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Anonymous

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Simon Patterson  says:

Rossi happy with progress with new chief Galbusera

Valentino Rossi says that his first day testing without Jeremy Burgess at his side was ‘emotional,’ but that he’s pleased with the progress he’s made with new crew chief Silvano Galbusera, who has replaced the Australian after 14 years. Rossi, who rode his new 2014 machine with control ECU alongside his current machine, lapped only 0.1 off teammate Lorenzo to finish...

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  • Posted 289 days ago (12 November 2013 14:30)

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Druids

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Sep 10

Posts: 701

Druids says:

And did you just called me Adolf

 Godwin's law say finally hello.  

Didn't take that long.

 

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DeGrasse

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DeGrasse says:

Druids

So as a member of the public, i use my right to post whatever comment i feel i should on the subject, you on the other hand are a stalker "exposing" people to compensate for a great feeling on inadequacy.

One does what one can with what one have and you have little, boy. Now you are also on my priotiry sh!-list as is your fellow troll and stalker.

Get mental health help or your mumy's cuddle but it would be better for the quality of this forum if geezers such as yourself were to stop poluting  it with tons of unrelated and personal issues-related manure.

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Druids

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Posts: 701

Druids says:

lmao

"Godwin's law is sometimes invoked, as a rule, to mark the end of a discussion when a Nazi analogy is made, with the writer who made the analogy being considered to have lost the argument."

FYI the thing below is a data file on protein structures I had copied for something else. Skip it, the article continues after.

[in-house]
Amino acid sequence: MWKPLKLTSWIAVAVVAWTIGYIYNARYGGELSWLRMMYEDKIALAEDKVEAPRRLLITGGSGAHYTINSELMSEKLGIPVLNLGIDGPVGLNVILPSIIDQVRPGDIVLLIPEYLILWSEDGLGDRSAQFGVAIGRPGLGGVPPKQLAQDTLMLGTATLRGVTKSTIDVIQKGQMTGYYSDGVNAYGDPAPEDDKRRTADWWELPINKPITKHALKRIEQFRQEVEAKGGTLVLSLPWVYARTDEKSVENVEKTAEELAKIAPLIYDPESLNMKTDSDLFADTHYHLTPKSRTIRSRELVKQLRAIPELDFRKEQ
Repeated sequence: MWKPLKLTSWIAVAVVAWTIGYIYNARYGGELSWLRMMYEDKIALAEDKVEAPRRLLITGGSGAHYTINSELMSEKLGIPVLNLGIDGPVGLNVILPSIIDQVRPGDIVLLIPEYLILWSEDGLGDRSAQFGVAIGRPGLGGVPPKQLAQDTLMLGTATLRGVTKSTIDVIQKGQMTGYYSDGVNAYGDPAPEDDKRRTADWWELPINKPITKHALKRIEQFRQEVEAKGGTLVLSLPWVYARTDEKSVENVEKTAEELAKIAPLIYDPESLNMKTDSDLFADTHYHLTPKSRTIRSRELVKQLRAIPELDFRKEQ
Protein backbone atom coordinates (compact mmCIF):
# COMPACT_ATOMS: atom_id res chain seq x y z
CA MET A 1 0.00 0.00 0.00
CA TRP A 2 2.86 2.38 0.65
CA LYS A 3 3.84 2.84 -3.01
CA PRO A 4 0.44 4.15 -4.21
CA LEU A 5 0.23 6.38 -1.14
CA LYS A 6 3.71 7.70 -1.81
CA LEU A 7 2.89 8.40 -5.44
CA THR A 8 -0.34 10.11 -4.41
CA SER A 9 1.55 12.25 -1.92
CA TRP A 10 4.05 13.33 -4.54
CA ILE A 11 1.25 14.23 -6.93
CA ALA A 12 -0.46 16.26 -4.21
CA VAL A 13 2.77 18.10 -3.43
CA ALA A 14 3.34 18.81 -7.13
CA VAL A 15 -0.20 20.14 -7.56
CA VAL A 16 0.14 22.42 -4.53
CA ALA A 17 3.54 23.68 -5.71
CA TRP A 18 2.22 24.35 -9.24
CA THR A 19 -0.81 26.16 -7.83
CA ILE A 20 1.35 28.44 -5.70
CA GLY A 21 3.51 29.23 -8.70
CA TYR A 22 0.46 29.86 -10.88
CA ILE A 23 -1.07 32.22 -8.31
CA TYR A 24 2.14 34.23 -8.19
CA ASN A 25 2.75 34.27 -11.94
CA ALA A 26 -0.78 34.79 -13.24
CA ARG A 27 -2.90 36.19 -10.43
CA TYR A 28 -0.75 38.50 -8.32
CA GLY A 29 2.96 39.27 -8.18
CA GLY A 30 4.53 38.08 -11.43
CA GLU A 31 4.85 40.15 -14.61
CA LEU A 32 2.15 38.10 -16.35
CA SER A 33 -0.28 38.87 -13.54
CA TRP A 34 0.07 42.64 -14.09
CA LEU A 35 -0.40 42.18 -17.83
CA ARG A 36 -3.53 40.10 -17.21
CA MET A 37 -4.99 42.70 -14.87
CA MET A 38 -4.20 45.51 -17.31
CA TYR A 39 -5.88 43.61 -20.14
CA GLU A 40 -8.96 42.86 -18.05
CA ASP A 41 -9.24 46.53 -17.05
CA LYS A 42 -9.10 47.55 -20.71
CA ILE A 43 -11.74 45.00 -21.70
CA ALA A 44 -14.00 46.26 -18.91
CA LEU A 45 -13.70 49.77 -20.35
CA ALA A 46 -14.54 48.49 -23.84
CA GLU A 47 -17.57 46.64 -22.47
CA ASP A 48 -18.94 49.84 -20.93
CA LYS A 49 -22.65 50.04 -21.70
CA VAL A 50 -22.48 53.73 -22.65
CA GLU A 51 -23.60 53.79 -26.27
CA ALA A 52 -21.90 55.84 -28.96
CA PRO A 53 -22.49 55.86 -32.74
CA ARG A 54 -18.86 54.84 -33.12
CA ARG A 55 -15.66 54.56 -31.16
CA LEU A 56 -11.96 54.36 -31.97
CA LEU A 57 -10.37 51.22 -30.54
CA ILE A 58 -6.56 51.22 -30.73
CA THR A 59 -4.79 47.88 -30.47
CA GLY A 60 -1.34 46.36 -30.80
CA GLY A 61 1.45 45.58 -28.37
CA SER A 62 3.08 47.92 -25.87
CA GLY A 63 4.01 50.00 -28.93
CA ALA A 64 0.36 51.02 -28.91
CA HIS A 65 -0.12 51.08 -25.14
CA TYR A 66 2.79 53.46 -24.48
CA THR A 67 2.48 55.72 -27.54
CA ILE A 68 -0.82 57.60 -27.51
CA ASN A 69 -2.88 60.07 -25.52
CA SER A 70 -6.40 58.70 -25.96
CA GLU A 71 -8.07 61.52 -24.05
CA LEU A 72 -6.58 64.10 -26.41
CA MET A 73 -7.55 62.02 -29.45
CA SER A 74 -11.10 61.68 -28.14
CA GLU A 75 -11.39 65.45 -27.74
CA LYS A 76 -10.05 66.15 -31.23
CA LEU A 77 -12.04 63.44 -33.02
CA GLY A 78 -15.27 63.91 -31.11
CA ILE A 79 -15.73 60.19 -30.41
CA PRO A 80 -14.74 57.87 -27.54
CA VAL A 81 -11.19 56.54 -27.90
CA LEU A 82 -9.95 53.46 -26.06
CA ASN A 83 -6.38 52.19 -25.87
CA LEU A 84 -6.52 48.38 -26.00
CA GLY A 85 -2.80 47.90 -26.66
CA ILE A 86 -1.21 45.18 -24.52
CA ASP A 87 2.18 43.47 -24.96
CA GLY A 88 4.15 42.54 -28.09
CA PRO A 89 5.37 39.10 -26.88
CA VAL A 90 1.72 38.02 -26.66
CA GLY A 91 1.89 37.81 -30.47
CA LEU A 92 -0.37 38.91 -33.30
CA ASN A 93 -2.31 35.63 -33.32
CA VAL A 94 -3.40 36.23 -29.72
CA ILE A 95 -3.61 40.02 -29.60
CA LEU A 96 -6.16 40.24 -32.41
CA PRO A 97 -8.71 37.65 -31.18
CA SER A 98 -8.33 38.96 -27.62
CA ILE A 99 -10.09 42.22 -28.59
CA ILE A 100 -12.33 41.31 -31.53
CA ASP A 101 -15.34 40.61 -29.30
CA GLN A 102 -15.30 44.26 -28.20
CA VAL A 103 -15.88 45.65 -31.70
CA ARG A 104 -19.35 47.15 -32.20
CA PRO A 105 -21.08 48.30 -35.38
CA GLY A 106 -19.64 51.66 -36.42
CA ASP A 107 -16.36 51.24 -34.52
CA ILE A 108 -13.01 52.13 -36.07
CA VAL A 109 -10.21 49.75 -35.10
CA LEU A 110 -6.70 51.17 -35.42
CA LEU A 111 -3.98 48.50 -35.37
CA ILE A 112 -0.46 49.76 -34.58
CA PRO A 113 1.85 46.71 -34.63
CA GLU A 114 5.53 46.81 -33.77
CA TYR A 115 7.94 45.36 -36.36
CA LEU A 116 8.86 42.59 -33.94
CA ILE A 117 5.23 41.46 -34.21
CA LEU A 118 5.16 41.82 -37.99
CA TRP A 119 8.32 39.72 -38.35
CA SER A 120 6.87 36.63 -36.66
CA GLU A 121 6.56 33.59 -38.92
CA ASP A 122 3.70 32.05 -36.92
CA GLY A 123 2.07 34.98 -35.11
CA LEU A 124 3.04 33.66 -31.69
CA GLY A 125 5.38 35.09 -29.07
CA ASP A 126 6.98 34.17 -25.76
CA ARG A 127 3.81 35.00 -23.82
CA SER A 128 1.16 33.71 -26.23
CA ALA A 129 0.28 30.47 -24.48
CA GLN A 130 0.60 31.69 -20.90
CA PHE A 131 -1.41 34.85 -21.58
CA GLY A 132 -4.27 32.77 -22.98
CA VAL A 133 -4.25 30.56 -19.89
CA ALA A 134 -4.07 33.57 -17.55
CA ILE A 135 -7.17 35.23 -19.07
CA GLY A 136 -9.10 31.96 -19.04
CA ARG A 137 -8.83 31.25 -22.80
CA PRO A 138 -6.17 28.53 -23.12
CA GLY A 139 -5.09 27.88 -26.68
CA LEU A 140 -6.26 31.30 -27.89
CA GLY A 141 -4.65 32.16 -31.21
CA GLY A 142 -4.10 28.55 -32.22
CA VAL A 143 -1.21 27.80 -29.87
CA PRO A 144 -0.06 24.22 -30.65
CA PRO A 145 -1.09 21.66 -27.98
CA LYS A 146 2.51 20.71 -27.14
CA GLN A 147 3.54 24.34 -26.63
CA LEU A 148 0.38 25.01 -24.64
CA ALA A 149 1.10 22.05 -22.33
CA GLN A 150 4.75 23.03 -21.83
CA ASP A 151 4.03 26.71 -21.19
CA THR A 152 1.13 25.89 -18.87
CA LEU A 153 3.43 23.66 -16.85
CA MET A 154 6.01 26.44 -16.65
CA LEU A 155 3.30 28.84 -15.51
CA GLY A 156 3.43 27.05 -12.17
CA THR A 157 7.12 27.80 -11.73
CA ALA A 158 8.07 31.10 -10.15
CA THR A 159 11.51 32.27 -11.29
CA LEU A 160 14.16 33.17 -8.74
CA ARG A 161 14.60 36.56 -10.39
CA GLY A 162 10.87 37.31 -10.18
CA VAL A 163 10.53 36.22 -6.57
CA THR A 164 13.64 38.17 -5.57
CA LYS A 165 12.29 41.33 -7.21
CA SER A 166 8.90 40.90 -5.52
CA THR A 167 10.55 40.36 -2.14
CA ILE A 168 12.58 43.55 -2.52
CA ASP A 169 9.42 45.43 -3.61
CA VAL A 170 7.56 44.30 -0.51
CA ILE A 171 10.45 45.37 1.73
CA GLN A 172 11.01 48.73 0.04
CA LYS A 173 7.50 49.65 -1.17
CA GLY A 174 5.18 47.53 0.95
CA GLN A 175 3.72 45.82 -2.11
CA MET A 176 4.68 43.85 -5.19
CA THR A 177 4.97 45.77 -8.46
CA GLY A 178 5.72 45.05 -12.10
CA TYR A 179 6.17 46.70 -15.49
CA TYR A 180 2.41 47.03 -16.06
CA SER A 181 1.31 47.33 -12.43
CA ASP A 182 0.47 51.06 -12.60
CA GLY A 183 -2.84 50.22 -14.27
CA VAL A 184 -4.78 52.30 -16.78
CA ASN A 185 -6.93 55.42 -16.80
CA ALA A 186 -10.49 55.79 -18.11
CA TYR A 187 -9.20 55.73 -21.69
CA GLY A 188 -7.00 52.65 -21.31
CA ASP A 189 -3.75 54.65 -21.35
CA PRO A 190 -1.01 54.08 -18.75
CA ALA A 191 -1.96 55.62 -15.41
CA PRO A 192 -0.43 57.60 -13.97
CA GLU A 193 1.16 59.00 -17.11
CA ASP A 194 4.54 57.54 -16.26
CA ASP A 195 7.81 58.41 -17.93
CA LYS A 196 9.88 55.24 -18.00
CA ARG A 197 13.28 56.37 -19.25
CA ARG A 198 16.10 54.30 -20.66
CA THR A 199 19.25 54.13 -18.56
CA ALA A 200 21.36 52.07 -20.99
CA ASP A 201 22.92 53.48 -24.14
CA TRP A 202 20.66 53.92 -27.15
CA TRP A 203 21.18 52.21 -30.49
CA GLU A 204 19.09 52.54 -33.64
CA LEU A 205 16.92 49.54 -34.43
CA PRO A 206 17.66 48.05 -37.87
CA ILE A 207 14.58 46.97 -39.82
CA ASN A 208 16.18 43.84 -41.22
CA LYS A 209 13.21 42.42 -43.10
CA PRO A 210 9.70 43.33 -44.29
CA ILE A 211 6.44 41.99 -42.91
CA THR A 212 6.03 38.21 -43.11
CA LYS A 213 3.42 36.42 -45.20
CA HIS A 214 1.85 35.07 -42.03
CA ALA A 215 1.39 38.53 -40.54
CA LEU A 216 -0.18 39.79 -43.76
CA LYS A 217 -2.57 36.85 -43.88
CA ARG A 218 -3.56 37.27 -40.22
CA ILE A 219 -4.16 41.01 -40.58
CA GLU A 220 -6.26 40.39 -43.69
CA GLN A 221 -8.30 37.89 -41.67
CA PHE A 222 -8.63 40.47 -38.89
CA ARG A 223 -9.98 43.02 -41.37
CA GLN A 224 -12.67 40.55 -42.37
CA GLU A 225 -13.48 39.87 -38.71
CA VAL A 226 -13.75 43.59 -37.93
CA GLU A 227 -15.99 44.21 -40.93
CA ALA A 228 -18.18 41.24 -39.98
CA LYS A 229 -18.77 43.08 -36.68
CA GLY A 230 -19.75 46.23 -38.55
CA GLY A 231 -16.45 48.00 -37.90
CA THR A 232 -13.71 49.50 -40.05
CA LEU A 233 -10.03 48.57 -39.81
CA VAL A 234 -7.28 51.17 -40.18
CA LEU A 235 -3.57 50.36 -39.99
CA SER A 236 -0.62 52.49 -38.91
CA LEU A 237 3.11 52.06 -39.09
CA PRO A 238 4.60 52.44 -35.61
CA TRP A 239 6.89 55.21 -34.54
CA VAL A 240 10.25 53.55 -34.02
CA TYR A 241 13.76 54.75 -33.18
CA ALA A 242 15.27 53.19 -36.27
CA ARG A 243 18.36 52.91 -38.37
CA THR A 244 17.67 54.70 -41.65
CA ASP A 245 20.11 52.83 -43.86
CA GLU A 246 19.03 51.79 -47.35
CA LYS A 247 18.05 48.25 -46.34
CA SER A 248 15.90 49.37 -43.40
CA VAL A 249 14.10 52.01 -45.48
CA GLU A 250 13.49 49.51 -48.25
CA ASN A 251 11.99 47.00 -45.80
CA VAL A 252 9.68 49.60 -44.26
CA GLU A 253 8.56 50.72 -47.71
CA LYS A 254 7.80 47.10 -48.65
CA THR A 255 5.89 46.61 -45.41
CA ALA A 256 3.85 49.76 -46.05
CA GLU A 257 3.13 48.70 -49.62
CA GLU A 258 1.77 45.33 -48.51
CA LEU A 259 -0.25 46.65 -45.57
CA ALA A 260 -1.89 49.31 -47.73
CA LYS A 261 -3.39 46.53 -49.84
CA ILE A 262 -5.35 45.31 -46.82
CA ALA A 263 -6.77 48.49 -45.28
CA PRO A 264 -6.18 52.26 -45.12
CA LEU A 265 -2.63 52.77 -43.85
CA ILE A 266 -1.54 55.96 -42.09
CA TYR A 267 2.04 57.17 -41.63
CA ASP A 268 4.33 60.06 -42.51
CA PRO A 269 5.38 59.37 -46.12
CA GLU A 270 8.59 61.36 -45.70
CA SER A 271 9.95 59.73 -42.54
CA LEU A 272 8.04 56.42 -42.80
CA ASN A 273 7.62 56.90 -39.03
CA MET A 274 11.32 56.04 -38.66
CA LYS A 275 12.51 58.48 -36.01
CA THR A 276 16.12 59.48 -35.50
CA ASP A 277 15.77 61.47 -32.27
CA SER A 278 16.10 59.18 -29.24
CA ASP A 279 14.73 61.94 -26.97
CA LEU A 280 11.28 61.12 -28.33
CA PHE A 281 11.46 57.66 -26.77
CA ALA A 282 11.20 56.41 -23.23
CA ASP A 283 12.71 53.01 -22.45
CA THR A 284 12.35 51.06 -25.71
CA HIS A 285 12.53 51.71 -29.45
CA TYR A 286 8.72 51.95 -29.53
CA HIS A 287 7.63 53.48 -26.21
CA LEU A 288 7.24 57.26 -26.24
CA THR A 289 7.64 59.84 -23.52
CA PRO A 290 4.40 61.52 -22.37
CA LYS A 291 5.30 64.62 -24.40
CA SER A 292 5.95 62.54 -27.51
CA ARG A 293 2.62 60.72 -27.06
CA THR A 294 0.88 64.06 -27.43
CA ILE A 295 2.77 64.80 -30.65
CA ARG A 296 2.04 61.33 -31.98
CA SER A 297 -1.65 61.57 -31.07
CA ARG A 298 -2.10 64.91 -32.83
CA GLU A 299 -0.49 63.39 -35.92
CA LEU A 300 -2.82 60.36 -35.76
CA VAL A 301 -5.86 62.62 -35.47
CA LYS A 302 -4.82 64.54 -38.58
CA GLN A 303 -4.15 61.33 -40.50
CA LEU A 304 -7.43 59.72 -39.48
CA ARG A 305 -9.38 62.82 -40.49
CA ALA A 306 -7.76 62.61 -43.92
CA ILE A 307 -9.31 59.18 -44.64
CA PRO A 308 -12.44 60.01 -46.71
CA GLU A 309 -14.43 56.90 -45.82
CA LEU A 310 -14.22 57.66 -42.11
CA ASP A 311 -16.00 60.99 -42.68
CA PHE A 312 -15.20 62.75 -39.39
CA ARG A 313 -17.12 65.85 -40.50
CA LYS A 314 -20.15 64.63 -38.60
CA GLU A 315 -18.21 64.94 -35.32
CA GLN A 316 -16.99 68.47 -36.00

:lol:

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DeGrasse

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DeGrasse says:

wosihound

Sometime ago, i had the chance to have a few VHS tapes of quality for the 1979 deason, i noticed how Roberts was riding the 0W45 vs Hartog and Sheene Suzukis. Now the cantivlever bikes rear wheel was very hard to keep under control on the brakes.

If you didn't keep it clean it would go from one side to the other up in the air. Yet Roberts managed to beat them both on the brakes several time over, keep good corner speed and acceleration with a much narrower powerband; so that's how i understood how he was separating the different area into phases.

I think it is possible to optimise all of them as he explained later, braking, corner entry, apex and acceleration, if the chassis allows you to do so, and the 2013 Yamaha chassis is lacking in at least 3 of them, which means they have to push it on corner speed (not Rossis' style) to keep up.

That's a lack of general ballance and it affects guys like Rossi and Crutchlow more than neebies like Bradley Smith who are still in their learning process.

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Farnarkle

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Jan 13

Posts: 98

Farnarkle says:

Good grief, a motopsychopath

One comes back from a delightful interlude free of Rossicolytes to find a specimen like DeGrosse has emerged - a pompous, imperious, nebulous and totally ridiculous model ( that is: a small, false representation of the real thing) of a motoGp fan. Why am I not surprised that this creature is a Rossi fan, who has wriggled out from under his rock like so many of the others?

What a total Wally!  Dear de Gasse, don't stand near a naked flame lest your monstrously inflated opinion of your own knowledge combusts, with deleterious effects. A source of ignition placed near your orifice of greatest intellectual output  will have you face down on the gurney of your local hospital while they try to rebuild your sphincter.  You have the intellect of a dung-beetle with none of the redeeming social charm or intellect.  YAMAHA nick-named Rossi 'The Doctor?'  That comes from the same factory as 100% cow fertiliser product for your cabbages, though a cabbage would be a more interesting and sociable member of society. Let's not go there as regards a cabbage and you in terms of understanding of motoGp - the cabbage has you knocked into a dark corner in the first round.

Yamaha aren't going to be arsed to build a bike that makes the perennial 4th placer get up to an occasional podium at the expense of its useful rider - Lorenzo.  They'll waddle on for one more season, then urinate Rossi off for any of an Espagaro, Bradl, Bautista, de Puniet, Smith, Crutchloiw or Redding who can produce better results results on their team 2nd bike that the Tuvallian Tart.